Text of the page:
24 / 26 Michael Beer EXAMPLE 3  STRUCTURAL ANALYSIS p 1.5 m 1.0 1.2 plane 2 plane 1 fuzzy random field for material strength  v  = 0  = 1 0 1 v [mm] F(v) 14 16 18 20 E[v] 1 0 17.58 17.8918.34 v [mm] stochastic finite elements  Textile reinforced roof structure 22 29  [N/mm²] (DFG SFB 528) 5 Examples

25 / 26 Michael Beer EXAMPLE 4  COLLAPSE SIMULATION fuzzy random variables  » material behavior  fuzzy stochastic structural analysis » Monte Carlo simulation with response surface approximation σ ε εuεu ε2ε2 ε1ε1 σ2σ2 σ1σ1 f(σ 1 ) ~ f(ε 2 ) ~ f(ε u ) ~ fuzzy random function X(σ 1, ε 2, ε u ) ~ fuzzy probability distribution function F(t) for failure time ~  t = τ, critical failure time t 0 1 P(t< τ ) ~ (P(t< τ )) Controlled demolition of a store house (DFG Research Unit 500) 5 Examples

26 / 26 Michael Beer RESUMÉ Generalized models for uncertainty and imprecision in engineering » modeling adjustable to the particular situation » inclusion of vague and imprecise information » utilization of traditional stochastic methods and techniques  high degree of flexibility in uncertainty quantification comprehensive reflection of imprecision in the computational results; bounds on probability » aspects in safety and design ▪ identification of sensitivities, hazards and robust design ▪ dealing with coarse specifications in early design stages » economic aspects ▪ reduction of required information: only as much and precise as necessary ▪ re-assessment of existing, damaged structures: quick first assessment and justification of further detailed investigation  Concepts of imprecise probabilities appropriate model choice in each particular case depending on the available information AND the purpose of the analysis application of different uncertainty models in parallel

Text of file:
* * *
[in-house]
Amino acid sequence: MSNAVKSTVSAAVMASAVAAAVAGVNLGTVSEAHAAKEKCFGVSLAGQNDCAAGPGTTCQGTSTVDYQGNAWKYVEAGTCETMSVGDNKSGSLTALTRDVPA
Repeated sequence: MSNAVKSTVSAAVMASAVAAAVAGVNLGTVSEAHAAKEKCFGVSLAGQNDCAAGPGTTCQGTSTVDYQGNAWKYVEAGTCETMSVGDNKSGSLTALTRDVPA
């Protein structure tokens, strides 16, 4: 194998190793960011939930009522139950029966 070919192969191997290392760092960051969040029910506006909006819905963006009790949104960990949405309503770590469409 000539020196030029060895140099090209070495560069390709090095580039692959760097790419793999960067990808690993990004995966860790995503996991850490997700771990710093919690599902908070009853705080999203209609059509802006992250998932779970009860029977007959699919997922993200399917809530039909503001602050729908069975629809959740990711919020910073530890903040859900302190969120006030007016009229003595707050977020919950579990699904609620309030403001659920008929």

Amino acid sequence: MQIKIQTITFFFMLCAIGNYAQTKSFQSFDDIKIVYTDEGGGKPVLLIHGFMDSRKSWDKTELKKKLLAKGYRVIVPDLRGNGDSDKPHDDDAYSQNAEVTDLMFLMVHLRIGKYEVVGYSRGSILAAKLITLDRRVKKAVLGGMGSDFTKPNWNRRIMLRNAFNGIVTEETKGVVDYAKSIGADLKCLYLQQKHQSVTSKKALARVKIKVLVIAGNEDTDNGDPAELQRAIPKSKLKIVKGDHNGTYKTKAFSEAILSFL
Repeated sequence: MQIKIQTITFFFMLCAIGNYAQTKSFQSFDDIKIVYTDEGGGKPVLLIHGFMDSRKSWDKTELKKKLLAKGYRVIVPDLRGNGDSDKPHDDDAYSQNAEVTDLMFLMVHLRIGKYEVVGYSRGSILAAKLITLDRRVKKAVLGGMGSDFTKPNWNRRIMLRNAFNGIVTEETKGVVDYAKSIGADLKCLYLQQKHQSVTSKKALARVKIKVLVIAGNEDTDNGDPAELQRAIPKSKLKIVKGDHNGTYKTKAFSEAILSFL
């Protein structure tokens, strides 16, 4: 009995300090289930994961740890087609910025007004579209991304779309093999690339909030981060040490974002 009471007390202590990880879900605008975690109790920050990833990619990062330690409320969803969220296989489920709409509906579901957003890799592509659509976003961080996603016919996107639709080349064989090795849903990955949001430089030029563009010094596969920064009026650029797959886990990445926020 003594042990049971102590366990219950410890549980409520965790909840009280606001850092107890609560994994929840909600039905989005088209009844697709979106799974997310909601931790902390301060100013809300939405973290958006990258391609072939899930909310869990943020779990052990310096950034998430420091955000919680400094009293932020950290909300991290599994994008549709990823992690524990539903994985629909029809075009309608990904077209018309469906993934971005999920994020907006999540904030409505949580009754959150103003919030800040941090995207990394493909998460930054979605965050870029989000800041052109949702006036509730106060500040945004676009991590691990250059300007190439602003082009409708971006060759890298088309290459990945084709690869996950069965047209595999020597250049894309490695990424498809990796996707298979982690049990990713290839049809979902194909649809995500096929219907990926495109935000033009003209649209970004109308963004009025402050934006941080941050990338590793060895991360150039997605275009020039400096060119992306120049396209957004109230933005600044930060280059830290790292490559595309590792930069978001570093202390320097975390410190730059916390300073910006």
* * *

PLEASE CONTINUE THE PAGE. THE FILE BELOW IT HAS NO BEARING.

Similar presentations